The Path to Hell

React's Context API isn't new to the framework, but its inclusion into the Hooks paradigm has further entrenched it into the API. As helpful as it certainly is, without serious thought a team can quickly turn their React code-base into an unmanageable pile of hard-to-track mutations.

The Context API simplifies the solution that "prop drilling" gives us and in a much more ergonomic way. However useful and ergonomic this API is it can spiral out of control when an application gets larger and a development team lacks discipline. The Context API gives us the ability to store and access global variables for which the software community has long frowned on and with good reason. These variables--unless constants--can be mutated god-knows-where and the burden falls on whomever is working in a given section of the code-base to figure out if, and where, it's being done.

The React docs give us an explicit example on how to mutate the Context from a child component. This is fantastic if you're the sole developer. But let's say you're on a team of five to six developers and you're writing a React application for an E-commerce company. You're probably going to need user state of some sort (who they are, what they've purchased, what they might purchase, address, etc). Let's say we have a UserContext like so:

export const UserContext = React.createContext({
  firstName: 'Matt',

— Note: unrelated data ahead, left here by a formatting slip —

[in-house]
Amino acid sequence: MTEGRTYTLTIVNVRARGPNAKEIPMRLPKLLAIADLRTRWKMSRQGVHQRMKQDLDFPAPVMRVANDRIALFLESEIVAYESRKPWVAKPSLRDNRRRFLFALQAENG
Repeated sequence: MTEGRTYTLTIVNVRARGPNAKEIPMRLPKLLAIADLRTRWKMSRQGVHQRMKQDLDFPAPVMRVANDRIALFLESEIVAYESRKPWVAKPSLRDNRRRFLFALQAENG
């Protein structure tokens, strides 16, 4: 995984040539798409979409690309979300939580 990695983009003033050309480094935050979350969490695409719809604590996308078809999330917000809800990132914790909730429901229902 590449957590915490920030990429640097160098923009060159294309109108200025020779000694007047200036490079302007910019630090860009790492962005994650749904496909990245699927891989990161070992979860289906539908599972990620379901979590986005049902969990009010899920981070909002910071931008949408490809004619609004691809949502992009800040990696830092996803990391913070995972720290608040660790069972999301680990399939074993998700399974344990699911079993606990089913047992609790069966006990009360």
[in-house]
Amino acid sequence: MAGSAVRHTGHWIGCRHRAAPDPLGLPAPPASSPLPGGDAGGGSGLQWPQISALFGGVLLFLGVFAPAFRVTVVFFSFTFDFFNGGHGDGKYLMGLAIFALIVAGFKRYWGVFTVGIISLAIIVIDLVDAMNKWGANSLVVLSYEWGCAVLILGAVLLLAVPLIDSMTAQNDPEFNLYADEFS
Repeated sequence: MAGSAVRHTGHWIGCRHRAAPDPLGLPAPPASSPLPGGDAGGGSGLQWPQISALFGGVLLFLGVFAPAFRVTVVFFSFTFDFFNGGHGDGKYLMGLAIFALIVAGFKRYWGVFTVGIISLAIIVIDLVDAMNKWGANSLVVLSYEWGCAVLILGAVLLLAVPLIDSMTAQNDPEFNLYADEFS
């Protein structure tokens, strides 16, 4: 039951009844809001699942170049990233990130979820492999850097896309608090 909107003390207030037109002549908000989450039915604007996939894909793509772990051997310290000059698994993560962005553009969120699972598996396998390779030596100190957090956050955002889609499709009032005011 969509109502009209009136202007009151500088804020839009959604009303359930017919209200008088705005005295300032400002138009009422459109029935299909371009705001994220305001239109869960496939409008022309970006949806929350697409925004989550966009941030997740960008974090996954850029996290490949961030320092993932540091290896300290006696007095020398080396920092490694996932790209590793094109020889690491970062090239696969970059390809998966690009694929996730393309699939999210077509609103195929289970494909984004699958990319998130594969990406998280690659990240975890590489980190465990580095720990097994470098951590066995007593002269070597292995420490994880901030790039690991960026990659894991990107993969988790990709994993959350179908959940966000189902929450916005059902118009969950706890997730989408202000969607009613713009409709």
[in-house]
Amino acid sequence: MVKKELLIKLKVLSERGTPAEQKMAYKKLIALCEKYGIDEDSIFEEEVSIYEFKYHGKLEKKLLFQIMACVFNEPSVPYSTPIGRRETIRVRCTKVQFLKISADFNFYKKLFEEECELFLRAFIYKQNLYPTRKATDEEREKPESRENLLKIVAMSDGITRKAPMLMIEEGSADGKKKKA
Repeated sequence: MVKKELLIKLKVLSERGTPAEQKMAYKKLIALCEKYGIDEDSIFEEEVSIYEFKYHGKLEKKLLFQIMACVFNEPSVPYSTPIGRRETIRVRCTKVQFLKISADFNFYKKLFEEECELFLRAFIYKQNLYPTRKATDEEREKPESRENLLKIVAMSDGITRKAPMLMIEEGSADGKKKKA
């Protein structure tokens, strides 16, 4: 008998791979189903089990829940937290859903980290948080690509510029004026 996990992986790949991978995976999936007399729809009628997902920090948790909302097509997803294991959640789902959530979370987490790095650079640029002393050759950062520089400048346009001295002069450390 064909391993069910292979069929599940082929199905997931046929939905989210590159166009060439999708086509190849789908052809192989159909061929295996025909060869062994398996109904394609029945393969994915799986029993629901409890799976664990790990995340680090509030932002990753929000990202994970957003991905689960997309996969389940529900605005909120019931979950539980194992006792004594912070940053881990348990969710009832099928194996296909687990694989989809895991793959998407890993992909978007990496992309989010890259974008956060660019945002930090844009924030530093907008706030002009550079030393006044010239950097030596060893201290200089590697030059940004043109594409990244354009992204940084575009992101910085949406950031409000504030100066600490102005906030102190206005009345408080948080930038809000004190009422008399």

address: '123 Fake St.',
  whatsInMyCart: () => {/* return stuff in cart */},
  addToMyCart: () => {/* add stuff to my cart */},
})

We would, of course, need to pass this to some consumer:

const SomeConsumer = () => {
  const userStuff = React.useContext(UserContext)
  
  return (
    <div>{userStuff.name}</div>
  )
} 

Now suppose we have another consumer somewhere else in the code that mutates one of the values in the UserContext:

const AnotherConsumer = () => {
  const userStuff = React.useContext(UserContext)

  const changeUsersCart = () => {
    setTimeout(() => {
      userStuff.addToMyCart('something')
    }, 3000)
  }

  useEffect(() => {
    changeUsersCart()
  })
  
  return (
    <div>/* more fun below */</div>
  )
} 

This is a contrived example to illustrate a point

How would the developer of SomeConsumer know that AnotherConsumer was mutating that UserContext? What if SomeConsumer depended on UserContext.whatsInMyCart() being a specific value? This would be an exercise in frustration for the the developer of SomeConsumer, assuming a large code-base.

The point of this silly example is to show how mutable global variables can create a nightmare situation for a team and a large code-base. As time passes and new developers come onto the project the tendency to circumvent, rather than refactor out the mutation, will necessitate (due to laziness or lack of time) special logic to guard consumers against other consumers mutating their expected values.

The antidote to this is to disallow mutable values in the Context in the first place. That too, takes discipline, but it is well worth it for the future maintainability of the code. Whether it be enforced in the code review process by more seasoned developers, or in some other way, is a matter for the team to decide, but left unchecked the Context API, while helpful, can create a disdain for the code-base.


Topics